Organisational personality disorders stem from leadership

By: Warren Raaff

Georgina Barrick contests that an organisation is only as strong as its leadership… mentally speaking.

If you tend to think that businesses are rigid structures with no personality then you would be wrong. Businesses can be brave, indifferent, cocky, soft spoken, wise, brash, lazy and can even have multiple personalities. If one has to think of a business as a person, one could say that it is full of personality and is in fact a living, breathing organism… so to speak.

How do organisations take on these personalities? Generally speaking, organisational personality stems from leadership and extends down the human capital ladder all the way to the lowest rung. But it is the leaders who affect company culture and personality the most.

One organisation, Humanity Search & Select, would argue that it is not actually personality that fuels a business but it is rather, more specifically, a matter of consciousness.

What is consciousness you might be wondering? According to Georgina Barrick, CEO of Humanity Search and Select, “Consciousness is the new currency.”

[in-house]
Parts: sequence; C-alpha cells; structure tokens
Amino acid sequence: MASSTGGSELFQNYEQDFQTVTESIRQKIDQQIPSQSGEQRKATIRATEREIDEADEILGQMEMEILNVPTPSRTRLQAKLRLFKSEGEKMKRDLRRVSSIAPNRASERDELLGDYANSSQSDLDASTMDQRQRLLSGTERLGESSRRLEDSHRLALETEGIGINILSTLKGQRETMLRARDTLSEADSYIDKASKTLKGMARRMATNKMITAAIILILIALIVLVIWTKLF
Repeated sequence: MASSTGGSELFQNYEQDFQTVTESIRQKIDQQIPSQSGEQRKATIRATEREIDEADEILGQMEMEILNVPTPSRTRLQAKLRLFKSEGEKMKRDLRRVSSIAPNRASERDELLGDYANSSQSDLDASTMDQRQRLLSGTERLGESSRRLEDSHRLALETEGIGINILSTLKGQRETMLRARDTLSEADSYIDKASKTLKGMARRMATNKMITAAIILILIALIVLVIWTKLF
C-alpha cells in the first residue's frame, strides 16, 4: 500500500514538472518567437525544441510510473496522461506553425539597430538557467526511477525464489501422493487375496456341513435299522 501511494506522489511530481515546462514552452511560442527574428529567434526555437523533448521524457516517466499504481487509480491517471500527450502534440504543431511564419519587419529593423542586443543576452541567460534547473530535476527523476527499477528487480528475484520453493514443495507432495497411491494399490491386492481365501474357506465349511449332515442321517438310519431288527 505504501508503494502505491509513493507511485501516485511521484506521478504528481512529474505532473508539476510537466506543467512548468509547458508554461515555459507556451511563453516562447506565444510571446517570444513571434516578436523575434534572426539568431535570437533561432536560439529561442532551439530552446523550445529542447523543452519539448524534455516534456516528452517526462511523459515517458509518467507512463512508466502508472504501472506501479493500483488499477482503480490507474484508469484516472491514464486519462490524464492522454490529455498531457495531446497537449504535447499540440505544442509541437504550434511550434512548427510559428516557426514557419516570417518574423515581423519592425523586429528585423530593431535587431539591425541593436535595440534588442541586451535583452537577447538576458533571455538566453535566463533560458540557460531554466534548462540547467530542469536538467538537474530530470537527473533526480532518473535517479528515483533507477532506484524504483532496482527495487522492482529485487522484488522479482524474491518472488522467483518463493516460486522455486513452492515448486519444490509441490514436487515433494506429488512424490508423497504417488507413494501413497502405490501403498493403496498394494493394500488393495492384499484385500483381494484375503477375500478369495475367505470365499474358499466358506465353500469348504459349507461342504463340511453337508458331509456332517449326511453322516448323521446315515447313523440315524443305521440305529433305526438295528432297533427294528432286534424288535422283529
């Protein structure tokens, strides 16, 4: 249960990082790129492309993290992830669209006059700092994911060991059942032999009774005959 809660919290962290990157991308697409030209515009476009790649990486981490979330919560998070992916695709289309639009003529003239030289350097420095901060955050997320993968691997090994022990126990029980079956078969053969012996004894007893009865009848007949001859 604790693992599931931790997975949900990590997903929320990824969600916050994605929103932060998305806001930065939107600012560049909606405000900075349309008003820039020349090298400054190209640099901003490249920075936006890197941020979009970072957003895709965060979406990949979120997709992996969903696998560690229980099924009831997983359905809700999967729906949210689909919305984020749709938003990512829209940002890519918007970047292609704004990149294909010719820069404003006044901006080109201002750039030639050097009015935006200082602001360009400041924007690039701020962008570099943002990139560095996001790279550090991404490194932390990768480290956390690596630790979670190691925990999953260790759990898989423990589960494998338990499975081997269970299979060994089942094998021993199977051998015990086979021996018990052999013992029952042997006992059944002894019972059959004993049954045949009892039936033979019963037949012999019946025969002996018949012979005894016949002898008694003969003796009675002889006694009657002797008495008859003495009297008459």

In this context consciousness is a collective for an increasingly important group of behaviours such as creativity, openness, trust, courage, self-awareness, confidence, intuition and instinct.

Barrick contends that these behaviours are strongly and positively correlated to high-performing leadership and business success.

Georgina’s concept of consciousness may sound like new-age esoteric nonsense but it is actually based on substantiated research conducted in 2006. Research which took a sample of 486 top US business leaders and found strong correlations between certain ‘consciousness’ characteristics and success.

“Many successful business leaders talk about ‘gut feel’,” says Barrick. “They generally make decisions based on instinct and intuition with often less than perfect sets of information and their businesses come out on top.”

This affects the organisational culture right down to the lowest level employee and in turn affects the overall level of consciousness of the organisation.

“Leaders with low levels of consciousness breed organisation with low levels of consciousness.” says Barrick. “Companies whose leaders lack courage or confidence are slow to make decisions. This is why some businesses struggle and others don’t.”


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